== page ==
By Martin Rumack

March 25, 2020

#CanadaMortgage #HousingCorporation, #realestate, Business, Canadian Economy, City of Toronto, Martin Rumack, mortgage, reverse mortgage

Have you heard of a “Reverse Mortgage”?

Do you know what a “Reverse Mortgage”? 

What it does?

What it can do?

Should you consider obtaining a “Reverse Mortgage”? Will a “Reverse Mortgage” solve your financial problems? 

A Reverse Mortgage allows a homeowner to obtain some of the equity out of their home without repaying the mortgage until the property is sold; in other words, there are no payments of principal nor interest due until the property is sold. This looks like a great invention — almost like finding a pot of gold. However, it is not all milk and honey! 

While there are no payments due until the sale of the property closes, the interest rate charged is considerably higher than the then current mortgage rate offered by primary banks at any time. In other words, you either pay the “freight” now – or you pay it later. 

Why would someone consider obtaining a Reverse Mortgage?

Once you retire from work and your income drops you may want to remain in your home rather than moving to a smaller home or moving to a condominium unit, or a Retirement Home. If you come down with a major illness that requires costly medication, or requires you devote funds to long-term medical assistance or to customizing your home to make it compatible with your medical needs, then the funds received from a Reverse Mortgage may be the answer! The funds obtained through a Reverse Mortgage can assist with all of these things. 

The funds obtained from setting up a Reverse Mortgage can be useful in other scenarios, too.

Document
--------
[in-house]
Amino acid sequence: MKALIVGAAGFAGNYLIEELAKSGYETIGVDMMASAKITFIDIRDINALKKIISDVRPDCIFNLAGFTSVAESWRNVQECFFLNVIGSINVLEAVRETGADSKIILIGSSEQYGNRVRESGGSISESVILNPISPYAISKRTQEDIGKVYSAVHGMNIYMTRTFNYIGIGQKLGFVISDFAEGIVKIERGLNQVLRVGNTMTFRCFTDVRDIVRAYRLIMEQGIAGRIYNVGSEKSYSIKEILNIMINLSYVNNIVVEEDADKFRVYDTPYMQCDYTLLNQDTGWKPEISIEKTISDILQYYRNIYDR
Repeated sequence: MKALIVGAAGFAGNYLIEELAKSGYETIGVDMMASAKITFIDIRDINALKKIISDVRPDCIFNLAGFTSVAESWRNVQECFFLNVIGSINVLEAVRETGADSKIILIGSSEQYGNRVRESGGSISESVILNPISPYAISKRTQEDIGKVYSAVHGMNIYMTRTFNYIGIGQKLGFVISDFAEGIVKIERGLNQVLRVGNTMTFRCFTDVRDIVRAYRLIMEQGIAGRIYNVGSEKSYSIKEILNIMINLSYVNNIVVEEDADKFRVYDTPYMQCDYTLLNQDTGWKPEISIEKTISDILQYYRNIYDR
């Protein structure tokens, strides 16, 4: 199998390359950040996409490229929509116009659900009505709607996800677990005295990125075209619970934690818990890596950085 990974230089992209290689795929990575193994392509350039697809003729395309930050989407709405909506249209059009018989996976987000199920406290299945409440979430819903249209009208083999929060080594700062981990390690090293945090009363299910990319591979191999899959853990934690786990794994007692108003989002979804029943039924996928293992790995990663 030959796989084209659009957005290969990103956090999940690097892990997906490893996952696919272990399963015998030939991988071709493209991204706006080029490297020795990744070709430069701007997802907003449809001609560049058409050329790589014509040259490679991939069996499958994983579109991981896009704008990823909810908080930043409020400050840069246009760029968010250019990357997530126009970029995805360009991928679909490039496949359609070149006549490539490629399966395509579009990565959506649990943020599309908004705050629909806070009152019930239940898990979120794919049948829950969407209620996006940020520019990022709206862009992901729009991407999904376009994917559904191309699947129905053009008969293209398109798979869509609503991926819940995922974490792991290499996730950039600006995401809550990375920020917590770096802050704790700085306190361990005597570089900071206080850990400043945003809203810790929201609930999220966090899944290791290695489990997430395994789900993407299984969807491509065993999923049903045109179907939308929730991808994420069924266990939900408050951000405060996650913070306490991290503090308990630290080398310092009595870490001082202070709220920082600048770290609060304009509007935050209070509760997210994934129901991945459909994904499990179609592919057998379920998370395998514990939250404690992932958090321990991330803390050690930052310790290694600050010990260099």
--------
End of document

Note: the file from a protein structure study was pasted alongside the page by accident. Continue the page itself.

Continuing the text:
Let’s say your home needs major repairs, and you either want to continue living there or else fix it up before you list it for sale. Being retired with no income, you may not qualify for a conventional mortgage (nor will you have the income to carry it). The funds from a Reverse Mortgage can help with this. Or, you may wish to help your child start or expand their business, purchase a home, or help your grandchildren with the cost of going to college, a trade school, or university to further their education! 

As mentioned, the Reverse Mortgage is only due on your sale of the home as the owner, or else it will be paid out by your Estate Trustee after you die. If you have a spouse, he or she can remain in the home as long as they wish without having to discharge the Reverse Mortgage until the earlier of the date they move out of the house, or the date they pass away. 

Depending on your financial situation, a Reverse Mortgage is something you may wish to inquire about. Do speak to your financial advisor and your family first. Then consult with your lawyer and your financial planner if you wish to further explore this option.

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